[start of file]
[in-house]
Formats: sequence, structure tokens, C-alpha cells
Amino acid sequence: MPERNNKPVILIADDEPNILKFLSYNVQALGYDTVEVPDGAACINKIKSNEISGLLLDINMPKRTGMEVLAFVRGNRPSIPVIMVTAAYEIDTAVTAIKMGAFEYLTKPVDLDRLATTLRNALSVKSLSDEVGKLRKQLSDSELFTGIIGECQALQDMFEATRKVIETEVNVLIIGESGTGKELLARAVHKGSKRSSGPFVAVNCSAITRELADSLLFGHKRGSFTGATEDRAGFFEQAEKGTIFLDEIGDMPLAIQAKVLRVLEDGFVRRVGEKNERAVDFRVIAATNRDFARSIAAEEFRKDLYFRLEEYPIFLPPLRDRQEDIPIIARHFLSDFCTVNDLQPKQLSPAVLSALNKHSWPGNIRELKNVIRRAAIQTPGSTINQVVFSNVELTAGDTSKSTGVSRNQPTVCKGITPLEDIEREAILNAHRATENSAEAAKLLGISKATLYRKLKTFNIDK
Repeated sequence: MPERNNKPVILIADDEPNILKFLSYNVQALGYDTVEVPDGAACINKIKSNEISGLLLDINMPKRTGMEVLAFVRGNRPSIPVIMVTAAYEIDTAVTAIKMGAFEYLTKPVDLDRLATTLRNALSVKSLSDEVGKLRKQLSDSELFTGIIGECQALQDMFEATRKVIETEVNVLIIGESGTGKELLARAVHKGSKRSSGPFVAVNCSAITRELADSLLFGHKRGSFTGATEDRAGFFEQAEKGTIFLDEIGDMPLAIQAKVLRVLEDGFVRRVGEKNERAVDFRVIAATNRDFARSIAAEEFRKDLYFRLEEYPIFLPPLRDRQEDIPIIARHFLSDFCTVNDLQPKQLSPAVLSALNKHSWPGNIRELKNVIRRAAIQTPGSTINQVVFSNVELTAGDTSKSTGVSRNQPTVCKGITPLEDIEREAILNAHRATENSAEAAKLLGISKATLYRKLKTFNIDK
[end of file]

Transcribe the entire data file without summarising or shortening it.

[in-house]
Formats: sequence, structure tokens, C-alpha cells
Amino acid sequence: MPERNNKPVILIADDEPNILKFLSYNVQALGYDTVEVPDGAACINKIKSNEISGLLLDINMPKRTGMEVLAFVRGNRPSIPVIMVTAAYEIDTAVTAIKMGAFEYLTKPVDLDRLATTLRNALSVKSLSDEVGKLRKQLSDSELFTGIIGECQALQDMFEATRKVIETEVNVLIIGESGTGKELLARAVHKGSKRSSGPFVAVNCSAITRELADSLLFGHKRGSFTGATEDRAGFFEQAEKGTIFLDEIGDMPLAIQAKVLRVLEDGFVRRVGEKNERAVDFRVIAATNRDFARSIAAEEFRKDLYFRLEEYPIFLPPLRDRQEDIPIIARHFLSDFCTVNDLQPKQLSPAVLSALNKHSWPGNIRELKNVIRRAAIQTPGSTINQVVFSNVELTAGDTSKSTGVSRNQPTVCKGITPLEDIEREAILNAHRATENSAEAAKLLGISKATLYRKLKTFNIDK
Repeated sequence: MPERNNKPVILIADDEPNILKFLSYNVQALGYDTVEVPDGAACINKIKSNEISGLLLDINMPKRTGMEVLAFVRGNRPSIPVIMVTAAYEIDTAVTAIKMGAFEYLTKPVDLDRLATTLRNALSVKSLSDEVGKLRKQLSDSELFTGIIGECQALQDMFEATRKVIETEVNVLIIGESGTGKELLARAVHKGSKRSSGPFVAVNCSAITRELADSLLFGHKRGSFTGATEDRAGFFEQAEKGTIFLDEIGDMPLAIQAKVLRVLEDGFVRRVGEKNERAVDFRVIAATNRDFARSIAAEEFRKDLYFRLEEYPIFLPPLRDRQEDIPIIARHFLSDFCTVNDLQPKQLSPAVLSALNKHSWPGNIRELKNVIRRAAIQTPGSTINQVVFSNVELTAGDTSKSTGVSRNQPTVCKGITPLEDIEREAILNAHRATENSAEAAKLLGISKATLYRKLKTFNIDK